It’s fair to say that everyone – consciously or subconsciously – knows Curtis Mayfield’s ‘Move on Up’, originally released in 1970 on the Curtis album. It truly is a soul classic, but there is so much more to Curtis Mayfield than this – even if commercial radio only plays this particular track. His career began in the late fifties, being asked to join The Impression as guitarist by the groups then lead singer Jerry Butler; Mayfield accepted the offer, and before long Butler had amicably left the line-up and Mayfield had taken up artistic control of the group. Under his direction The Impressions created some truly beautiful harmonies on songs such as ‘I’m So Proud’, ‘Gypsy Women’, and ‘It’s Alright’, whilst the classic ‘People Get Ready’ became a civil rights anthem.
Mayfield left the group in the early seventies to go on and produce several excellent solo albums, and scored the soundtrack to SuperFly one of the first Blaxploitation films released, as well as producing Aretha Franklin’s fabulous yet underrated album Sparkle. As the eighties came around, Mayfield’s output was somewhat sporadic but he continued to reunite with The Impressions and Butler for touring. Then tragedy stuck: in 1990 when a piece of stage lighting fell on top of Mayfield, paralysing him from the neck down. Yet Mayfield persisted and continued to write for himself and the The Impressions, and managed to put out his final album in 1997, New World Order.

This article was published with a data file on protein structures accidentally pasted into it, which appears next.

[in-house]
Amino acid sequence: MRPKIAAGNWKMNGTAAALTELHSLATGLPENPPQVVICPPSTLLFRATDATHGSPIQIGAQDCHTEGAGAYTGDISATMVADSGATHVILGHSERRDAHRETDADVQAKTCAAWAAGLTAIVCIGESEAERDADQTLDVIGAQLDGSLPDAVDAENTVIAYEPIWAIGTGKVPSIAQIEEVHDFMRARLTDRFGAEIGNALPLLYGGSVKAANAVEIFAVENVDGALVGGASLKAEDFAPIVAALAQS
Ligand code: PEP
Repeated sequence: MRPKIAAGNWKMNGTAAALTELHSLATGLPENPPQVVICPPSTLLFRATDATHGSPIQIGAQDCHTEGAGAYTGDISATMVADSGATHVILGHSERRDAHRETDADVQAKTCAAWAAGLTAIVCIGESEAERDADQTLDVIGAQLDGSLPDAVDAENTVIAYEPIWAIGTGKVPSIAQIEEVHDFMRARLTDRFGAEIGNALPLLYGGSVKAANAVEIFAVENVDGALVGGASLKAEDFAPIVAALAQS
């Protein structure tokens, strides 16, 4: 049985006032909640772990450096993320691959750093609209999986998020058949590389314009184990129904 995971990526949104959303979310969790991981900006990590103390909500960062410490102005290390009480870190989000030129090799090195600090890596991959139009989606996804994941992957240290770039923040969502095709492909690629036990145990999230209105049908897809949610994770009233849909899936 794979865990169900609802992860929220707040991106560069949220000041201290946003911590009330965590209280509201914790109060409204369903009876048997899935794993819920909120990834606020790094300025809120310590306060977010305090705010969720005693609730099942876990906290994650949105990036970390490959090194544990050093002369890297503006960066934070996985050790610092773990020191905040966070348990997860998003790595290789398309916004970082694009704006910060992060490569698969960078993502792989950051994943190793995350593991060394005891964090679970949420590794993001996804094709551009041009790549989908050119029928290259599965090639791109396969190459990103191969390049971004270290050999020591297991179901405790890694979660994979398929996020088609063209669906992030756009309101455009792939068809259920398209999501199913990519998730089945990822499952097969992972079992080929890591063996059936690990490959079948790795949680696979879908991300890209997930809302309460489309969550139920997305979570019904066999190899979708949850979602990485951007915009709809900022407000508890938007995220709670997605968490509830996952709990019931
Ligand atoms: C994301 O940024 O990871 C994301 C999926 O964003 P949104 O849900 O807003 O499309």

The only way Mayfield could record was by lying on his back, recording one line at a time so he could get enough air into his lungs to complete his vocals. Once the vocals were finally laid down they were edited together, and a final, poignant album was completed.
Perhaps the best song on the album is ‘Back to Living Again’, clearly a message about overcoming his paralysis by doing something he loved. The song is touching, poignant, and heart wrenching. Despite his difficulties in recording the vocal, Mayfield sounds good, clearly enjoying the recording process once again; indeed, he was nominated for Best Male R&B Vocal at the 1998 Grammys. More excitingly, the song features a cameo from the Queen of Soul herself, Miss Aretha Franklin, urging Mayfield to ‘sing it’. It’s a brilliant song, and as Mayfield died in 1999, it has special resonance. We recommend you check it out below.